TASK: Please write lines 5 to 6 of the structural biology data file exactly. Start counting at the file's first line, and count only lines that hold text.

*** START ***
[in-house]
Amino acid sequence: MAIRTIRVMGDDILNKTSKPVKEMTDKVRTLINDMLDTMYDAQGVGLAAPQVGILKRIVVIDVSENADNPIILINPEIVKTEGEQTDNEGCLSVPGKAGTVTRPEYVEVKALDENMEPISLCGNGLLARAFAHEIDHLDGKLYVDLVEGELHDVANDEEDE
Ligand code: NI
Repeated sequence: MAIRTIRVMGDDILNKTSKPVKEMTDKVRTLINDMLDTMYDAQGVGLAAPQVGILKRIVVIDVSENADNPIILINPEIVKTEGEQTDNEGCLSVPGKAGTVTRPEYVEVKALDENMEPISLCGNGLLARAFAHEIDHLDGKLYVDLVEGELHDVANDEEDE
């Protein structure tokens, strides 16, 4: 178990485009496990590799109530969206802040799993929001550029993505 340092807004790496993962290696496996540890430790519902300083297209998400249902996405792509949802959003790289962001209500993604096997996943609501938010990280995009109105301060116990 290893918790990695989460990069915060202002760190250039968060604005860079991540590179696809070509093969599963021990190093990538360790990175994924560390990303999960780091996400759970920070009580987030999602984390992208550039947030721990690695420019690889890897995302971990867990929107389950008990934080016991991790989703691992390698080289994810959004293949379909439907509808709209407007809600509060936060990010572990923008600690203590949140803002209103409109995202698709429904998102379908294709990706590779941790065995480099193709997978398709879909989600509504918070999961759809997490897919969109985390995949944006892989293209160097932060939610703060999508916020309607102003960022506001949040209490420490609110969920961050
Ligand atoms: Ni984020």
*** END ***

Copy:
């Protein structure tokens, strides 16, 4: 178990485009496990590799109530969206802040799993929001550029993505 340092807004790496993962290696496996540890430790519902300083297209998400249902996405792509949802959003790289962001209500993604096997996943609501938010990280995009109105301060116990 290893918790990695989460990069915060202002760190250039968060604005860079991540590179696809070509093969599963021990190093990538360790990175994924560390990303999960780091996400759970920070009580987030999602984390992208550039947030721990690695420019690889890897995302971990867990929107389950008990934080016991991790989703691992390698080289994810959004293949379909439907509808709209407007809600509060936060990010572990923008600690203590949140803002209103409109995202698709429904998102379908294709990706590779941790065995480099193709997978398709879909989600509504918070999961759809997490897919969109985390995949944006892989293209160097932060939610703060999508916020309607102003960022506001949040209490420490609110969920961050
Ligand atoms: Ni984020």